25. Walt Davis Posted: February 18, 2019 at 11:12 PM (#5816288)
No, a DH needs to be like 10+ runs better than a defensively average LF/RF/1B. 20+ runs better than a defensively average 2B/3B/CF and 25+ runs better than a defensively average SS/C.

Yes but, if it's close, they're likely to give it to the guy who plays the field. That's part of vi's point ... Trout the DH probably would have to top Altuve by at least 1 WAR to take the award. Of course all of this in the fantasyland where WAR is the main criterion for the MVP. :-)

But it's better in the Edgar vs Mo comp. Now Rfield put Mo in the positive that year which was unusual but in general a DH vs lumbering 1B competition is about nothing but the bat. Of course Mo had two better seasons by WAR without a particularly serious sniff from the voters.

On JDM and his teammates ... they have a distorted perspective of course but one way it's distorted is that most of them were there the year before, this year's team did way better, so the difference makers must be the new guys. I recall the (I think) 98 Astros and, as the season neared the end, I recall stories about how they considered Carl Everett the team MVP. (Not necessarily NL MVP. And of course I might have the wrong team/player/year ... f'ing human memory.) Anyway, Everett was by WAR the 5th best position player on the team. But he was new and held down a CF position that the Astros had struggled filling since Steve Finley. Most importantly, they improved from 84 wins to 102 wins so somebody must be responsible for that. They could have chosen Moises Alou (2 more WAR) or Randy Johnson (god for 2 months) but Everett was the guy they felt really made the difference.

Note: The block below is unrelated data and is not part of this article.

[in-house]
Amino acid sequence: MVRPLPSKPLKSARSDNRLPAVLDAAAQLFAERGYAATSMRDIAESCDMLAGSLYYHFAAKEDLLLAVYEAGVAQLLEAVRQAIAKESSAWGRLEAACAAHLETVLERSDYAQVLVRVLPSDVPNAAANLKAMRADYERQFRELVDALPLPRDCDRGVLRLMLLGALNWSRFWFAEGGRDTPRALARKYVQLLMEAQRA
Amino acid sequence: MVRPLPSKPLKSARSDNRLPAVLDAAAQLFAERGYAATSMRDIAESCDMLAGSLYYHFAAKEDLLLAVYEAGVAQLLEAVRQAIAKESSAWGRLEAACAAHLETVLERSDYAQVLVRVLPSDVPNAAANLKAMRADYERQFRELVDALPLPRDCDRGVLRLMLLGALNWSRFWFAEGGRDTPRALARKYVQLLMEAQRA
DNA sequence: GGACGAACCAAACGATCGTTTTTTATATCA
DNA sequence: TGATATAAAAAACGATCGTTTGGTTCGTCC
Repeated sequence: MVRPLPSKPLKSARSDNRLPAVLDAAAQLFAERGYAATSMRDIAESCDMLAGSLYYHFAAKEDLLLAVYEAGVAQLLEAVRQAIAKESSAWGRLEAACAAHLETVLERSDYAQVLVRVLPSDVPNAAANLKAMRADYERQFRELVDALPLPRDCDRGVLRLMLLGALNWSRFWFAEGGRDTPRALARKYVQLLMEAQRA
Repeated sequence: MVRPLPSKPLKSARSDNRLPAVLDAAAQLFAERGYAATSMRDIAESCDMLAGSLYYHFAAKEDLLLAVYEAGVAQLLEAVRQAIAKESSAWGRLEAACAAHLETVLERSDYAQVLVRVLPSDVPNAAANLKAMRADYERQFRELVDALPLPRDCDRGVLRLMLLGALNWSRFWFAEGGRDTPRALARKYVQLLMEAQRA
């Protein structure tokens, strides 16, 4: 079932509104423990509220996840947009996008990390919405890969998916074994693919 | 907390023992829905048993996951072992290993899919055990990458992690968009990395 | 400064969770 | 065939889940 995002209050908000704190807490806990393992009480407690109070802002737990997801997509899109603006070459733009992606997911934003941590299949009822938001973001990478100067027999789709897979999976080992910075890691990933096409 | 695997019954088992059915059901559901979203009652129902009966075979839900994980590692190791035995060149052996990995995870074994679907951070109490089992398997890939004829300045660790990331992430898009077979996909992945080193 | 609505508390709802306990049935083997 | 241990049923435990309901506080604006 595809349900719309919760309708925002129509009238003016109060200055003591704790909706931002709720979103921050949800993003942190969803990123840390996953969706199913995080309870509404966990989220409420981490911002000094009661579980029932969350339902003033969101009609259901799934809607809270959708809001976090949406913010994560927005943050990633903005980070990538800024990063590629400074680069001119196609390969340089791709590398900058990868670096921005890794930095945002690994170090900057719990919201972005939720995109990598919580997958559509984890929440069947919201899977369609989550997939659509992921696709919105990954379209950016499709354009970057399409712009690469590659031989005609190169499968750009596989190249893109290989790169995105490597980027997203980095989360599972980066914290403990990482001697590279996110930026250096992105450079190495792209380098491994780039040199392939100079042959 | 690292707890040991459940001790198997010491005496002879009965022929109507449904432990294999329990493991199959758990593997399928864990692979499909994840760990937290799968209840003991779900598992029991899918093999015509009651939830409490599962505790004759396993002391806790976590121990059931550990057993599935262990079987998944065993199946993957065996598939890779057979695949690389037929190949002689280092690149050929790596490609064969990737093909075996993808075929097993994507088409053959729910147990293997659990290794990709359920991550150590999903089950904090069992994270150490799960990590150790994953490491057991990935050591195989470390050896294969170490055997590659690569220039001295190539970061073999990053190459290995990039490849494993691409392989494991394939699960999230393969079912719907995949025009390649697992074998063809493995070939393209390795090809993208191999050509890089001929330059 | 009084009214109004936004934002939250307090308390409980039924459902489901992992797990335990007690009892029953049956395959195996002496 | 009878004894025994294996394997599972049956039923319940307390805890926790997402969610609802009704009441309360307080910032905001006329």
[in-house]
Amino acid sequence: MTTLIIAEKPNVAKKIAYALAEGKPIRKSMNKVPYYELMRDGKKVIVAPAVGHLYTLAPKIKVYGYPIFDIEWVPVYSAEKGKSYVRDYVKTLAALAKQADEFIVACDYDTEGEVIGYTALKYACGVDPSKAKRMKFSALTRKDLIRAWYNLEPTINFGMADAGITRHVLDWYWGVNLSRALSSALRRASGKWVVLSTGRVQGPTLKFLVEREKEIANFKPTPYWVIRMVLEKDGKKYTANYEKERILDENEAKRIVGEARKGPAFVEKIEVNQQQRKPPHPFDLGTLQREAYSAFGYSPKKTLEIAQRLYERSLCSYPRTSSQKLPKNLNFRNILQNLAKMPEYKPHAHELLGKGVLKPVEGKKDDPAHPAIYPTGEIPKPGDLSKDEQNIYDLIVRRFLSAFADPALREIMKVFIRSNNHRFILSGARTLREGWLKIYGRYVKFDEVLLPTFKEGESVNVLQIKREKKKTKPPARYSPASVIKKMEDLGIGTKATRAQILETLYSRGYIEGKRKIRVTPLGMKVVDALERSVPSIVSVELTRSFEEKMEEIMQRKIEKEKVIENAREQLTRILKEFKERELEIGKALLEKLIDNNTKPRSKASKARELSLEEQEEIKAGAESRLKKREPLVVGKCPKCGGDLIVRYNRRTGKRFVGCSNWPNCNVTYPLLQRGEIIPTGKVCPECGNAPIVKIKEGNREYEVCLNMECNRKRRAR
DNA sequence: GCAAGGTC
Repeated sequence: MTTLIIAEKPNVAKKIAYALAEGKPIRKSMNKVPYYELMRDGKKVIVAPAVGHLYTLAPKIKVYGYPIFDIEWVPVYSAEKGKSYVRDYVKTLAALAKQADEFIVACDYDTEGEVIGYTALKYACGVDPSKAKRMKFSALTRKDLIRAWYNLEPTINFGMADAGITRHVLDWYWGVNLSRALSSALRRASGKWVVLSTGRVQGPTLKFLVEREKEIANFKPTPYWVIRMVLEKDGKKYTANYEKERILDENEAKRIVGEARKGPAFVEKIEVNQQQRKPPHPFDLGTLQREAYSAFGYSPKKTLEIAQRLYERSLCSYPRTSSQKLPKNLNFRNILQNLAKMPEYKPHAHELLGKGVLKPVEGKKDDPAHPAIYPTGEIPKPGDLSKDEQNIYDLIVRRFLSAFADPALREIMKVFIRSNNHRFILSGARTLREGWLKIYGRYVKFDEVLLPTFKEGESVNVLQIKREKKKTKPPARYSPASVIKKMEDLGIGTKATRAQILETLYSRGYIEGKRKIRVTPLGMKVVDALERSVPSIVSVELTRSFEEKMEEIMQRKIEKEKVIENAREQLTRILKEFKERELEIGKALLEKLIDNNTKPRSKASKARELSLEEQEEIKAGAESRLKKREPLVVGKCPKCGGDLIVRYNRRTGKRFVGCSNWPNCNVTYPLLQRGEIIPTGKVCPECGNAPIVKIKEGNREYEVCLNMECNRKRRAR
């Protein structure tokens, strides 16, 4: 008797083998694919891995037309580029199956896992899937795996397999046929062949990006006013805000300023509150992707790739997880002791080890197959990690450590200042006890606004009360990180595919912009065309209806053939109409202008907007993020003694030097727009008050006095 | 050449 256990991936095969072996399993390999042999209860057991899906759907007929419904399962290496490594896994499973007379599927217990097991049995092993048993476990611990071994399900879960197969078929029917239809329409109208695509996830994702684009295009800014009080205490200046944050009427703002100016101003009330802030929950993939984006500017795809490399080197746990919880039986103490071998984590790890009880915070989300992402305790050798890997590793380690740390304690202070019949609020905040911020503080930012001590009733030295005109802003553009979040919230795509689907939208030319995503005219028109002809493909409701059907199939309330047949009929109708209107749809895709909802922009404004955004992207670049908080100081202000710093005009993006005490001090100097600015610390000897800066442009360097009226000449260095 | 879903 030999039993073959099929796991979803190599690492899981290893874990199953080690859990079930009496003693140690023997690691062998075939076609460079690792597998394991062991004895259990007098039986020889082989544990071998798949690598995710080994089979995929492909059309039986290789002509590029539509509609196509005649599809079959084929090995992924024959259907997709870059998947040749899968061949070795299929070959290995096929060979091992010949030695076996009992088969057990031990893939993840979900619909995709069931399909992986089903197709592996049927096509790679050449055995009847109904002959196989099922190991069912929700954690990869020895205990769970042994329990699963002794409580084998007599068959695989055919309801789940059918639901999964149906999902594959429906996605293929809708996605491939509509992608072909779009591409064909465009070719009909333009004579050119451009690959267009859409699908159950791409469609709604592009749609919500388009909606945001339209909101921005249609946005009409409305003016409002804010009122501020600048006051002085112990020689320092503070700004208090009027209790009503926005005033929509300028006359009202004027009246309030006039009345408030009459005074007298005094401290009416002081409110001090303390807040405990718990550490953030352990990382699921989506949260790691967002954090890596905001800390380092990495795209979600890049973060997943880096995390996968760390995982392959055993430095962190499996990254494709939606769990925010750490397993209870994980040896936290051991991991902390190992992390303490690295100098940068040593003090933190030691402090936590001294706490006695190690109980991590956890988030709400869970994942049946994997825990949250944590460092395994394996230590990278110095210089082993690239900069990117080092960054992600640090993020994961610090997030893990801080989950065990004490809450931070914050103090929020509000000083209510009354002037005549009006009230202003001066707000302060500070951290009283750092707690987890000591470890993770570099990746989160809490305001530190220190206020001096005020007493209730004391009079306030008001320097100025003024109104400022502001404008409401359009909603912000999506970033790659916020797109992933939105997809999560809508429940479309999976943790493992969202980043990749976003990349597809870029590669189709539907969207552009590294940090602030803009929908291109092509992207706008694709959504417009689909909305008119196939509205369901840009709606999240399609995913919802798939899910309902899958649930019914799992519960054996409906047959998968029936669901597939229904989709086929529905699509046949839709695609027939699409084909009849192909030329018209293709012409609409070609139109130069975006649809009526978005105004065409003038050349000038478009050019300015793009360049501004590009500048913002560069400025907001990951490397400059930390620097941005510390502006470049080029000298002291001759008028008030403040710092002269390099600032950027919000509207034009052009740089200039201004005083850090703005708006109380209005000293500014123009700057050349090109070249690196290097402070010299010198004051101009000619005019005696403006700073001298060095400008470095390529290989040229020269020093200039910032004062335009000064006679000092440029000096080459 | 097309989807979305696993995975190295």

From the outside of course, it's Biggio or Bagwell but from the inside, they felt Everett was the guy who changed things. I'll guess that's part of what the Red Sox and even Mookie felt -- JDM had an outstanding season, plugged a big hole from 2017 and they won 97 more games than the year before (possible exaggeration). Without him they're a "completely" different team.
   26. villageidiom Posted: February 19, 2019 at 12:04 AM (#5816294)
Of course all of this in the fantasyland where WAR is the main criterion for the MVP.
The topic JD Martinez initiated is that the analytics crowd wouldn't favor a DH for MVP, so I'd say we're in the relevant fantasyland. It's also why I'm not going to engage in the Edgar vs. Mo debate, because the analytic crowd wouldn't have pointed to either of them. Neither of them was the best (by WAR) player on their respective teams. The fact that the MVP voters chose Vaughn in 1995 isn't particularly relevant to MVP discussions in 2018 and the influence the analytics crowd has on the vote.
   27. bbmck Posted: February 19, 2019 at 12:49 AM (#5816298)